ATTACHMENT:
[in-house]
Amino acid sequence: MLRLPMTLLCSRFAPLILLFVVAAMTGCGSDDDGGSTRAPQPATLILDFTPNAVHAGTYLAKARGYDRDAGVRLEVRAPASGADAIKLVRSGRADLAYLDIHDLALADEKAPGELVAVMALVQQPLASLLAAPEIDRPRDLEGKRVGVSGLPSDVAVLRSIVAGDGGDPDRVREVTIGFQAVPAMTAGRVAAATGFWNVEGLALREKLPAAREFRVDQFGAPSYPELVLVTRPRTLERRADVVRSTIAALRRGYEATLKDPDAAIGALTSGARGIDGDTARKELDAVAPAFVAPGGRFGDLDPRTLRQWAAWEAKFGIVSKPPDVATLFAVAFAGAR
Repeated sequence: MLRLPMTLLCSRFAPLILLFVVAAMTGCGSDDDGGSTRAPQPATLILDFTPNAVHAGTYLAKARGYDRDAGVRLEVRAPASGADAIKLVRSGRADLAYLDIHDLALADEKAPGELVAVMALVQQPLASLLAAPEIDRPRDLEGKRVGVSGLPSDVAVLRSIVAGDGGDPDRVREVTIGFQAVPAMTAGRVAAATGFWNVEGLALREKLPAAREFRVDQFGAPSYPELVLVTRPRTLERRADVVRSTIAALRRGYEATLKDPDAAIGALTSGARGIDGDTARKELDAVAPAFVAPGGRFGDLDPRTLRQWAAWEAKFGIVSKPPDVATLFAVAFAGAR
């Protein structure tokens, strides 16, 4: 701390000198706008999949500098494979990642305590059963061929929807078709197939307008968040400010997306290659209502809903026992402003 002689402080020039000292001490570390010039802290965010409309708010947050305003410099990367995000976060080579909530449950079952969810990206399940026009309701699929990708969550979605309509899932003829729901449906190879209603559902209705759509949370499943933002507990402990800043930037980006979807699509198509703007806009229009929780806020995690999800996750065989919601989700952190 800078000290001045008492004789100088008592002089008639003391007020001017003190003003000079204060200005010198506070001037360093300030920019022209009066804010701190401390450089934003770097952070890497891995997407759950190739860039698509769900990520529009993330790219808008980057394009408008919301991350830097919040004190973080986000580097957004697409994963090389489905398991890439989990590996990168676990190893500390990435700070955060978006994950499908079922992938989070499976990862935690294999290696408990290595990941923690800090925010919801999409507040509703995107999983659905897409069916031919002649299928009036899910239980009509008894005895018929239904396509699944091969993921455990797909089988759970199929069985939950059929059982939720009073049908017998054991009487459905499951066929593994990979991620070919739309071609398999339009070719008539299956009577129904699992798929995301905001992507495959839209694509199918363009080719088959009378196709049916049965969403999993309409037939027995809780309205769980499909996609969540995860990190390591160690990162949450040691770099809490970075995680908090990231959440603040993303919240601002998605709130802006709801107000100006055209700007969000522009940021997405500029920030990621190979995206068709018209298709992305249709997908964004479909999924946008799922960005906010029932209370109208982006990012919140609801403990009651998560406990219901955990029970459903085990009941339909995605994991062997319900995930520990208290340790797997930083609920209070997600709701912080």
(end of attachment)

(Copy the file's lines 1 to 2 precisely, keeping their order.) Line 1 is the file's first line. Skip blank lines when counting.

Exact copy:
[in-house]
Amino acid sequence: MLRLPMTLLCSRFAPLILLFVVAAMTGCGSDDDGGSTRAPQPATLILDFTPNAVHAGTYLAKARGYDRDAGVRLEVRAPASGADAIKLVRSGRADLAYLDIHDLALADEKAPGELVAVMALVQQPLASLLAAPEIDRPRDLEGKRVGVSGLPSDVAVLRSIVAGDGGDPDRVREVTIGFQAVPAMTAGRVAAATGFWNVEGLALREKLPAAREFRVDQFGAPSYPELVLVTRPRTLERRADVVRSTIAALRRGYEATLKDPDAAIGALTSGARGIDGDTARKELDAVAPAFVAPGGRFGDLDPRTLRQWAAWEAKFGIVSKPPDVATLFAVAFAGAR